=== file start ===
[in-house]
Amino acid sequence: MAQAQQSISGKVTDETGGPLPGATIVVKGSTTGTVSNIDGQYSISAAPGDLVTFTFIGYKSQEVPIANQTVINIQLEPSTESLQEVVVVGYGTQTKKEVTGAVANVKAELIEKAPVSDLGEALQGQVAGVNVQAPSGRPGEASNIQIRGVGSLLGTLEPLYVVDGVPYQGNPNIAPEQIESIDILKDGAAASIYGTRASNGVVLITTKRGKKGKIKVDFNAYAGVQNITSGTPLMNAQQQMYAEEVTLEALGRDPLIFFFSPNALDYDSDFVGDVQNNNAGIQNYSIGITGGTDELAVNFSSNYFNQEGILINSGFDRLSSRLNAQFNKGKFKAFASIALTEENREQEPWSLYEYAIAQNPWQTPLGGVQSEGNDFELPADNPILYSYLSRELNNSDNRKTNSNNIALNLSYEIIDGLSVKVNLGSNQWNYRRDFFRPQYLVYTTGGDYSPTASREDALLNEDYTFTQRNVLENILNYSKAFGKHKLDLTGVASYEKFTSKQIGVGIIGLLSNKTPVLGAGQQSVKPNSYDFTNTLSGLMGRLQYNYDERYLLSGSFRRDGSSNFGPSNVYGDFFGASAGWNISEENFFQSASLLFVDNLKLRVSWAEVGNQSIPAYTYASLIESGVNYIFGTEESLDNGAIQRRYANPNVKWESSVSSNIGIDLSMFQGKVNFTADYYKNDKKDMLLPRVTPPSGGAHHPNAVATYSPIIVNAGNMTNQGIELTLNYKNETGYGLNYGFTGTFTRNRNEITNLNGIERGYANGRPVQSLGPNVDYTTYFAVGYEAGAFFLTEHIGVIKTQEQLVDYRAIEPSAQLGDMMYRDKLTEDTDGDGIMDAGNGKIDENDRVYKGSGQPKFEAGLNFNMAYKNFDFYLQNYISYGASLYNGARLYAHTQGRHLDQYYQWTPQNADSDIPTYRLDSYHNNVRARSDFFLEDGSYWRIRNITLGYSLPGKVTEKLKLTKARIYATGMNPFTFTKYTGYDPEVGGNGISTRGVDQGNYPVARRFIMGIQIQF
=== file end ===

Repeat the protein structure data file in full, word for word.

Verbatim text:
[in-house]
Amino acid sequence: MAQAQQSISGKVTDETGGPLPGATIVVKGSTTGTVSNIDGQYSISAAPGDLVTFTFIGYKSQEVPIANQTVINIQLEPSTESLQEVVVVGYGTQTKKEVTGAVANVKAELIEKAPVSDLGEALQGQVAGVNVQAPSGRPGEASNIQIRGVGSLLGTLEPLYVVDGVPYQGNPNIAPEQIESIDILKDGAAASIYGTRASNGVVLITTKRGKKGKIKVDFNAYAGVQNITSGTPLMNAQQQMYAEEVTLEALGRDPLIFFFSPNALDYDSDFVGDVQNNNAGIQNYSIGITGGTDELAVNFSSNYFNQEGILINSGFDRLSSRLNAQFNKGKFKAFASIALTEENREQEPWSLYEYAIAQNPWQTPLGGVQSEGNDFELPADNPILYSYLSRELNNSDNRKTNSNNIALNLSYEIIDGLSVKVNLGSNQWNYRRDFFRPQYLVYTTGGDYSPTASREDALLNEDYTFTQRNVLENILNYSKAFGKHKLDLTGVASYEKFTSKQIGVGIIGLLSNKTPVLGAGQQSVKPNSYDFTNTLSGLMGRLQYNYDERYLLSGSFRRDGSSNFGPSNVYGDFFGASAGWNISEENFFQSASLLFVDNLKLRVSWAEVGNQSIPAYTYASLIESGVNYIFGTEESLDNGAIQRRYANPNVKWESSVSSNIGIDLSMFQGKVNFTADYYKNDKKDMLLPRVTPPSGGAHHPNAVATYSPIIVNAGNMTNQGIELTLNYKNETGYGLNYGFTGTFTRNRNEITNLNGIERGYANGRPVQSLGPNVDYTTYFAVGYEAGAFFLTEHIGVIKTQEQLVDYRAIEPSAQLGDMMYRDKLTEDTDGDGIMDAGNGKIDENDRVYKGSGQPKFEAGLNFNMAYKNFDFYLQNYISYGASLYNGARLYAHTQGRHLDQYYQWTPQNADSDIPTYRLDSYHNNVRARSDFFLEDGSYWRIRNITLGYSLPGKVTEKLKLTKARIYATGMNPFTFTKYTGYDPEVGGNGISTRGVDQGNYPVARRFIMGIQIQF